In your case if you never use a 35mm camera or an FX camera then you should forget about the crop factor altogether.


Duh…field of view is the key, I knew that. Next time I’ll have my second cup of coffee before posting. Thanks for clearing that up.

| Reply
 
 
Jan 13, 2021 10:13:02   #
olemikey Loc: 6 mile creek, Spacecoast Florida
 
I think everyone has you covered on the crop factor info - I'll say this about camera longevity... I still shoot my Nikon D90's, a 12 yr old Canon P&S, I can make my Minolta 7000 work when I get the desire, and I have plenty of lenses for all, old Fuji & Nikon superzooms, etc. If you take good care of that 5600 it should be making great shots for many years to come... Have fun!!

| Reply
Jan 13, 2021 10:33:16   #
bleirer
 
[quote=rv8striker]
CHG_CANON wrote:
The Nikon crop factor is 1.5x. The focal length of the lens is the focal length of the lens, expressed in millimeters, regardless of the sensor size. The crop factor impacts the field of view where a 100mm lens, for example, will result in the equivalent field of view of a 150mm lens on a full-frame camera. The 100mm focal-length image is cropped by the camera sensor, the lens doesn't change.



Wow, now I’m confused. Is it possible I’m misunderstanding your sentence: “The crop factor impacts the field of view where a 100mm lens, for example, will result in the equivalent field of view of a 150mm lens on a full-frame camera” Should it not read “On a crop sensor camera, not full frame?” placing a 100mm lens on full frame camera = 100mm, 100mm on crop censor= 150mm or am I missing something?
The Nikon crop factor is 1.5x. The focal length of... (show quote)


I think you are both right just stating it different ways. A 100mm lens is a 100mm lens no matter what body it is on, but to get the same field of view a crop camera would have a 100mm lens but a full frame camera would have a 150mm lens. So a 100 mm lens on a crop camera is 'equivalent' to a 150mm lens on a full frame. When you look through the viewfinder you see what you see and adjust accordingly.

| Reply
Jan 13, 2021 11:10:03   #
Abo Loc: Victoria Australia
 
User ID wrote:
A simple approach is to ignore all references to “crop factor” and never think in that mode.

Just accept the FL marked on the lens. It represents some specific view. If you choose to know a little something about the numeric markings, just know that “normal” is 30 to 35mm for any APSC camera. Knowing that much you can wing it about any longer or shorter FLs.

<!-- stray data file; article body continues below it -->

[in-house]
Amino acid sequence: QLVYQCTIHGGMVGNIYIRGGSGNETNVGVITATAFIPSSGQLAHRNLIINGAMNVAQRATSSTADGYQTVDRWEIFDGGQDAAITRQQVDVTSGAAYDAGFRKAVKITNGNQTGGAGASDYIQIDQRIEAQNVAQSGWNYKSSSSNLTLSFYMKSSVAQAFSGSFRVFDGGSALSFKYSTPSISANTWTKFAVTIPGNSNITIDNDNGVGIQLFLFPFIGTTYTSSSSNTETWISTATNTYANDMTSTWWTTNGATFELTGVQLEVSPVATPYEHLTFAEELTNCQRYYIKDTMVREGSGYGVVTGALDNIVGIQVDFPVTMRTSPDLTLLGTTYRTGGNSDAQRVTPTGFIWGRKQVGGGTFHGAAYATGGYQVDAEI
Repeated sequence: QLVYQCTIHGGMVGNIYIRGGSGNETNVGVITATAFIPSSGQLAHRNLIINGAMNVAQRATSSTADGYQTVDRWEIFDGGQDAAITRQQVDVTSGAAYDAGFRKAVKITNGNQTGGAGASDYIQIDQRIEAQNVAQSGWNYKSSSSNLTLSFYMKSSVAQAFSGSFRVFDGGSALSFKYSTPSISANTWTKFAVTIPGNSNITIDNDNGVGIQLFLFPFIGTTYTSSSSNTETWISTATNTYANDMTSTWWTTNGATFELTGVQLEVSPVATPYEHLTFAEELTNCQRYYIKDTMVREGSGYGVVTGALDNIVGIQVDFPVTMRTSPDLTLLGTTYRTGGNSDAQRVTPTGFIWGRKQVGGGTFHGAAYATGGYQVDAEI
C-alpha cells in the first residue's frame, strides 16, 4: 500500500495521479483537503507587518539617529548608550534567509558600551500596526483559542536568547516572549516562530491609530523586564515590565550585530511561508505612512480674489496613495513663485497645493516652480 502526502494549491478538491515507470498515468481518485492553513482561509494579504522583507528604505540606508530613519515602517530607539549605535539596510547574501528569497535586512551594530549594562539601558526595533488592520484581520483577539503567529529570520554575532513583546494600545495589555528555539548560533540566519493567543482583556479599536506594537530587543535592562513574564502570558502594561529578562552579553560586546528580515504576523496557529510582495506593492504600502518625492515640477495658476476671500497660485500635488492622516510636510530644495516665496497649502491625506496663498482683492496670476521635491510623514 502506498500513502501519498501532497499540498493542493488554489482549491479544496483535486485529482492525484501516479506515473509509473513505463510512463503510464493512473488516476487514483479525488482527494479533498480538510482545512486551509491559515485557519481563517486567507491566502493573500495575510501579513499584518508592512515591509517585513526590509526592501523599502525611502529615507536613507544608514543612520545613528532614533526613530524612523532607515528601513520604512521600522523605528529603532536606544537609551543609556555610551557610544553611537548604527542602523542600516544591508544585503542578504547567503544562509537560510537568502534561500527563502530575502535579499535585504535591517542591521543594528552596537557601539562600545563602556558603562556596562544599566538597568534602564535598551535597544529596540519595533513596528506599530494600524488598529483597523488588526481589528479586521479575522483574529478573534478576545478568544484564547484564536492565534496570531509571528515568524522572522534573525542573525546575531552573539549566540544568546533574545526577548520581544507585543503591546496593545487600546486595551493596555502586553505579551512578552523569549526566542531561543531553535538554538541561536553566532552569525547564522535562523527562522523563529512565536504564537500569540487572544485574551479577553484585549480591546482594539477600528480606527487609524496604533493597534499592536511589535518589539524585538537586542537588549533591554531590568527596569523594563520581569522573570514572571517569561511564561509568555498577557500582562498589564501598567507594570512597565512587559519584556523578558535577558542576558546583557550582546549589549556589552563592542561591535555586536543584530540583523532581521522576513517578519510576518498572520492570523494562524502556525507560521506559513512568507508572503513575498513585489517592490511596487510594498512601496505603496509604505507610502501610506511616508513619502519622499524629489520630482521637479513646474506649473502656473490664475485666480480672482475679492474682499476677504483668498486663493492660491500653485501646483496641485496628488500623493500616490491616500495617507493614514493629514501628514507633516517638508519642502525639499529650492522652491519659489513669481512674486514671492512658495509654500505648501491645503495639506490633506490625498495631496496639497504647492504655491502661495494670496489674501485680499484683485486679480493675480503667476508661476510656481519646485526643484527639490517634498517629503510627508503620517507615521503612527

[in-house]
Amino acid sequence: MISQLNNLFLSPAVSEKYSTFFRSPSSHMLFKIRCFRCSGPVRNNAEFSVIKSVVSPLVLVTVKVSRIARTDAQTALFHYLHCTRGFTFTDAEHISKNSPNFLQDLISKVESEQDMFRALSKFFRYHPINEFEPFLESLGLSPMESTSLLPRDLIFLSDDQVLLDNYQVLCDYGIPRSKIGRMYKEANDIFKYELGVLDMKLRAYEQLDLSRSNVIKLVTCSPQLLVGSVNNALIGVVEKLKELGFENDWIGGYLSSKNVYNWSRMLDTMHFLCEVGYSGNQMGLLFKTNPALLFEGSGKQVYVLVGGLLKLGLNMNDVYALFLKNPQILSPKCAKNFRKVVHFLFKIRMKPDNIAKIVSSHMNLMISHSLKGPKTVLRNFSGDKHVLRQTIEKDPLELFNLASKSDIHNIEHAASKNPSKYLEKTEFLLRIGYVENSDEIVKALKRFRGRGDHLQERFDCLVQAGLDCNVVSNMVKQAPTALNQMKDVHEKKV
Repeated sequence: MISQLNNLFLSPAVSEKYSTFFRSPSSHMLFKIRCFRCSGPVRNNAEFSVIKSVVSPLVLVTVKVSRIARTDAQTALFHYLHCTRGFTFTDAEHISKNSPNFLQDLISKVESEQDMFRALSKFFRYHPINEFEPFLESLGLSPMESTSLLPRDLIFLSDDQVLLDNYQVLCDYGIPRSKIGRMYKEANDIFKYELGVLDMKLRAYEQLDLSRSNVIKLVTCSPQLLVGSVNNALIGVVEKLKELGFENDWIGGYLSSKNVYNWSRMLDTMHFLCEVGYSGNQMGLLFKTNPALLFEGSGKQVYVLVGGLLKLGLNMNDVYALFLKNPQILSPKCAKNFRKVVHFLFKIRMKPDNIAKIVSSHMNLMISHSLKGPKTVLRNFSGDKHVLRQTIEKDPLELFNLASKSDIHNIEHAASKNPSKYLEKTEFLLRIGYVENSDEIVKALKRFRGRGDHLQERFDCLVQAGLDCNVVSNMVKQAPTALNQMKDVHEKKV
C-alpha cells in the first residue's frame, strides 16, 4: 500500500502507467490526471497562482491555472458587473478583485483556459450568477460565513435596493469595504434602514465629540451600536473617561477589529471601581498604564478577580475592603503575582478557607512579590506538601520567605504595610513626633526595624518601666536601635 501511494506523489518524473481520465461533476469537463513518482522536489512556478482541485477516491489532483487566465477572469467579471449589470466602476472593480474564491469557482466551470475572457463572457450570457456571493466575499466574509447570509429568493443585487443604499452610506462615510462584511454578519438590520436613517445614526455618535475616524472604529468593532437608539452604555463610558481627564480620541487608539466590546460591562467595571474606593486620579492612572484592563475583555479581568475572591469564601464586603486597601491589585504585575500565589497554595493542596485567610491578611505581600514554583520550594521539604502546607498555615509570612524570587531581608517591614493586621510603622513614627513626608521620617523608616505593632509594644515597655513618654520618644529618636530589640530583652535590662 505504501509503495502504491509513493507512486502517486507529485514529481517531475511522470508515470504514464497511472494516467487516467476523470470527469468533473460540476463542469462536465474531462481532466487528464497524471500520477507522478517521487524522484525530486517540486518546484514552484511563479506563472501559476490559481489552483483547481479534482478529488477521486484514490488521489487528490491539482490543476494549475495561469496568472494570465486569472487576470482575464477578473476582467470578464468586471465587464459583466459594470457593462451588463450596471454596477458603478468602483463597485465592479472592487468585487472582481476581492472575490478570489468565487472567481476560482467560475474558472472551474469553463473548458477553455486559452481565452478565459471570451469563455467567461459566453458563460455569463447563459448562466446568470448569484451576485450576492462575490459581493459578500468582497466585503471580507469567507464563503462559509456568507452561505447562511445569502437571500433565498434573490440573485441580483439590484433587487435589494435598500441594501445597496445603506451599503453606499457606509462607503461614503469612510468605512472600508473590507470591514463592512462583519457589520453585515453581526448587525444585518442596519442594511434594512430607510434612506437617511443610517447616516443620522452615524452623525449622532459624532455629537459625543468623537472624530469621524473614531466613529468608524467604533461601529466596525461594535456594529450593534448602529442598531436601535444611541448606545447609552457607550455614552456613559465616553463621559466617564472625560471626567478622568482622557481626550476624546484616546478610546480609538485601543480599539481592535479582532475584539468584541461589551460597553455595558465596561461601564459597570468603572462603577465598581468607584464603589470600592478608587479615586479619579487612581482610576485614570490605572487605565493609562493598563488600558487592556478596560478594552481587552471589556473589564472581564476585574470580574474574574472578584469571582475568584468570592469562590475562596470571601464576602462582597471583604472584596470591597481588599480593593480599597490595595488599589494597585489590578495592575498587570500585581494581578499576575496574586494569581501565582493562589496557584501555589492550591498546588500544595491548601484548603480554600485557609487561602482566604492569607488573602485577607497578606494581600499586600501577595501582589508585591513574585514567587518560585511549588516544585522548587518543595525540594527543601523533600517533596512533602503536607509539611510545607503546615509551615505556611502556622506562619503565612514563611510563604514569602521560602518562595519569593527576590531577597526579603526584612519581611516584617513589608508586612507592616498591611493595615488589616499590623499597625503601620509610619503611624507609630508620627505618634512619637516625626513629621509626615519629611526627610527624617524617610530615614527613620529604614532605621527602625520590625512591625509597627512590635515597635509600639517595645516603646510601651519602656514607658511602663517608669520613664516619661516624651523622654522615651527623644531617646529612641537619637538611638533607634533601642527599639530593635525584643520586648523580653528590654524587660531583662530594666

——————————————————

——————————————————


Consider how the “crop factor” arose. Everyone who used 24x36 film or sensors already knew what the view looks like for any FL. It was almost instinct. It was not intellect or formula.
“Crop factor” was a formulaic crutch for those users to help them adjust to early DSLRs which were NOT the familiar 24x36 format.

The crop factor is obsolete. Today the smaller format is ubiquitous. The time for numeric translation is past. Just get to know the view based on marked FL. Be just like the millions of 24x36 users. You are one of the millions of 18x36 users. What worked for decades of 24x36 users will work for you.

Did 24x36 users burden themselves by thinking that they were operating with a 1.8x crop factor ? Never crossed their minds ... but technically that was the conversion factor from the rollfilm that was ubiquitous before 24x36 (35mm film) displaced rollfilm. No one thought about any “crop factor”, so why should you ? What’s it get you ?

For any camera, FL indicates a view, arithmetic does not.
A simple approach is to ignore all references to “... (show quote)


John7199,

User ID is a great source of information, but John you must know
how to interpret his posts.

Fortunately that's very simple, all you have to do to interpret
what he writes, is know the exact opposite
of what he says is true... In a nut shell, he's less than a talentless